Jun. 29th, 2006

Are Microsoft adCenter conversions really 57% better than Google?

In ads out this week, Microsoft claims conversions from its  new adCenter search advertising system are 57% higher than Google.

MSN pulled the stat from this January press release from online analytics company WebSideStory. Further review of the release reveals:

  • For the month of January, AOL Search generated the best conversion rate
    at business-to consumer e-commerce sites (6.17 %), followed by
    MSN (6.03 %), Yahoo (4.07 %) and Google (3.83 %).
  • The study includes traffic from
    both organic and paid keywords.

Frequent readers of Mortablog will have noted that we criticized Google last week (See The Google Touch).

So, in the interests of evenhandness, let’s review the merits of Microsoft’s pitch for your search business:

MSN is talking  ratios not absolute numbers. MSN is not measuring the number or propensity of visitor’s clicking through to a site from organic (so-called natural) or paid links: they are calling our attention to visitors likelihood to buy once they land on the site. MSN claims that visitors from paid listings are more likely to buy if they came from MSN than if they originated at Google.

AOL Search took top honors, not MSN. What are we to make of the fact that despite MSN’s proud boast, WebSideStory gives the conversion crown to AOL Search and not Microsoft? Unsurprisingly, MSN is positioning itself against market leaders Google (who incidentally have the lowest conversion rate) and Yahoo! (the second worst converter). Savvy advertisers will remember that AOL Search draws its listings from Google and AOL itself. One wonders if we’ll see a riposte from AOL Time Warner?

Much has changed at MSN since January
. WebSide’s research was conducted in January 2006 before the official launch of adCenter in May and subsequent recent changes to MSN Search. Back then, Yahoo! was still providing some of the paid search listings on MSN Search. The study also predates MSN’s planned summer test of contextual advertising (see here). These developments have the potential to impact the reaction of visitors to listings.

Mixing conversion rates from Paid and Organic search does my head in. Look, advertisers can’t purchase a Page One rank in Google or Yahoo! or MSN for that matter. Organic links are organized and displayed according to algorithm and bots. Placement is not influenced by ad spending. Armies of SEO consultants optimize organic search by manipulating page code and encouraging visits and links from other sites.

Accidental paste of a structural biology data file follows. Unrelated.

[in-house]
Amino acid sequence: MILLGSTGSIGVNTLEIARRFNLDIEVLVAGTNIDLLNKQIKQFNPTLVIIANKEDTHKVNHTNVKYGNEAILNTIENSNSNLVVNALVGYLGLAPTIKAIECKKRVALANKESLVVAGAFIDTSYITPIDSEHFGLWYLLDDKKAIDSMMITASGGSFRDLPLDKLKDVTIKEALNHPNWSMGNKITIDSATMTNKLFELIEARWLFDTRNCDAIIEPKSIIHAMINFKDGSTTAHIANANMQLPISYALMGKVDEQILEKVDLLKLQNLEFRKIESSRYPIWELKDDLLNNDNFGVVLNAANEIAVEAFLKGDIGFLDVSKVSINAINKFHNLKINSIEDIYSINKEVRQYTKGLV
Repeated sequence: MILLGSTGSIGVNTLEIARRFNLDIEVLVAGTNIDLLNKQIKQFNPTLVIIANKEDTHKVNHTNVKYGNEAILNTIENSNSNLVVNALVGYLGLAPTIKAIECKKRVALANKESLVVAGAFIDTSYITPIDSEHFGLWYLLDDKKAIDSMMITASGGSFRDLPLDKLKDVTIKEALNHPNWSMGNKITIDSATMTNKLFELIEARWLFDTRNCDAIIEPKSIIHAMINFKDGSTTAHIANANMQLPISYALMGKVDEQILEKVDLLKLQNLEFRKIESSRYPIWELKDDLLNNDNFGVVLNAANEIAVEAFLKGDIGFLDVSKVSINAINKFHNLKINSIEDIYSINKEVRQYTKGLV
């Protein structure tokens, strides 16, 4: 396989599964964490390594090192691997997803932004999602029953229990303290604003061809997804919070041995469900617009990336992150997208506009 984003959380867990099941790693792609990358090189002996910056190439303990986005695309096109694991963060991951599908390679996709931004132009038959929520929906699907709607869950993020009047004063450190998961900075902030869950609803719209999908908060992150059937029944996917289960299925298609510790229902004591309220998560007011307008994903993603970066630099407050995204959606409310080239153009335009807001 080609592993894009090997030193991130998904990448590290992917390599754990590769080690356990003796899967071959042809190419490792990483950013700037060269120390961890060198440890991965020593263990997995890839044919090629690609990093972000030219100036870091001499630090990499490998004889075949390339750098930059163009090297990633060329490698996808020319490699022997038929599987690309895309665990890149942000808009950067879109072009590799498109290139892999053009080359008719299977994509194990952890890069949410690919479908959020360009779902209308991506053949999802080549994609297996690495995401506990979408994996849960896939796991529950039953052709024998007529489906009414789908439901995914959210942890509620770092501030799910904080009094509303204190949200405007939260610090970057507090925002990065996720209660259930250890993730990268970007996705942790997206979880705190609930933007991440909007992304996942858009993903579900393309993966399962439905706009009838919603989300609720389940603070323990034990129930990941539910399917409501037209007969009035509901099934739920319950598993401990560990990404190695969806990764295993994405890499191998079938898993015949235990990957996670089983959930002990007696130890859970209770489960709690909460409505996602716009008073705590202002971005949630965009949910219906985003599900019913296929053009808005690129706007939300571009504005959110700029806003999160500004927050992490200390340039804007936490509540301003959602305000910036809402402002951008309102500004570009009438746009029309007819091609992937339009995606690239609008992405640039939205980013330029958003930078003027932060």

On the other hand, Paid listings are actively managed by automated advertising systems on each search engine and by advertisers themselves. Poorly performing ads are dynamically pruned and adjusted; top performers are pushed to the limits of effectiveness.

ComScore studied conversions across paid and organic keywords in April 2004 and concluded that paid search was ten times more effective at driving conversions than organic. (Read more here).  But, then again, advertisers pay for each click on paid search–whereas organic clicks are free.

Consider that for the VAST MAJORITY of webmasters organic traffic will exceed paid by a significant margin. The bottom line: sites with ten times more organic traffic than paid will register the same number of sales even if the conversion percentage is lower: rendering the whole issue of conversion percentage kind of moot.

MSN searchers like to shop. A better study for MSN might have been iProspect’s May 2004 review of search engine traffic. It indicates that MSN visitors are more likely to click on paid links than organic listings. The broader implications of iProspects’s work is that MSN is more Shopping than Search–and that would harm Microsoft’s long term vision for MSN as a contender to Google. (It may also say a little something about how much users trust products from Redmond). 

The WebSideStory participants were using HITBOX optimization technology (from WebSideStory): The WebSideStory release continues "One other important consideration to note in this study… is that the conversion rates are likely higher than
industry averages because the sample sites are using best-of-class web
analytics to improve their search engine marketing and optimization
". So, advertisers have to use WebSideStory’s HitBox system to get these numbers.

Microsoft’s ad certainly caught my eye. But it hardly stands up to serious scrutiny. Let’s hope that adCenter is not similarly flawed.


The opinions expressed in MortaBlog are not necessarily those of the author or anyone else at the Mortar
for that matter.  Just who owns them is kind of unclear really.  If you
do find someone who will own up to them for sure, let us know.


Update: Paul A. sent me this email:

Mark.  Sites with 10x more organic than paid ?   Sure.  There may be one or two in the universe.

But that’s not an argument against paying when you are not happy with your organic traffic.  In fact, why are you saying that conversion rate is a moot point.

I would gladly pay up to x % of sale for the sale itself.  ( x% being my acceptable cost-of-sale through digital marketing–different for every product and markeing plan).  The only way that x% becomes 0 –which would make it moot –is if I am already at my production capacity through organic, non stimulated sales.

Remember, conversion % relates to gross payout for clicks divided by gross sales.  It definitely matters and it matters most to the marketers with low organic traffic.

I think I have to concede this point to Paul. Paid conversion rates certainly matter to Webmasters of small or unindexed sites who received low levels of organic traffic — Mortarmark.


  • Jul. 7th, 2006

    Thanks much for pointing this out, and for adding the clarification to the ClickZ blog.
    Rebecca Lieb

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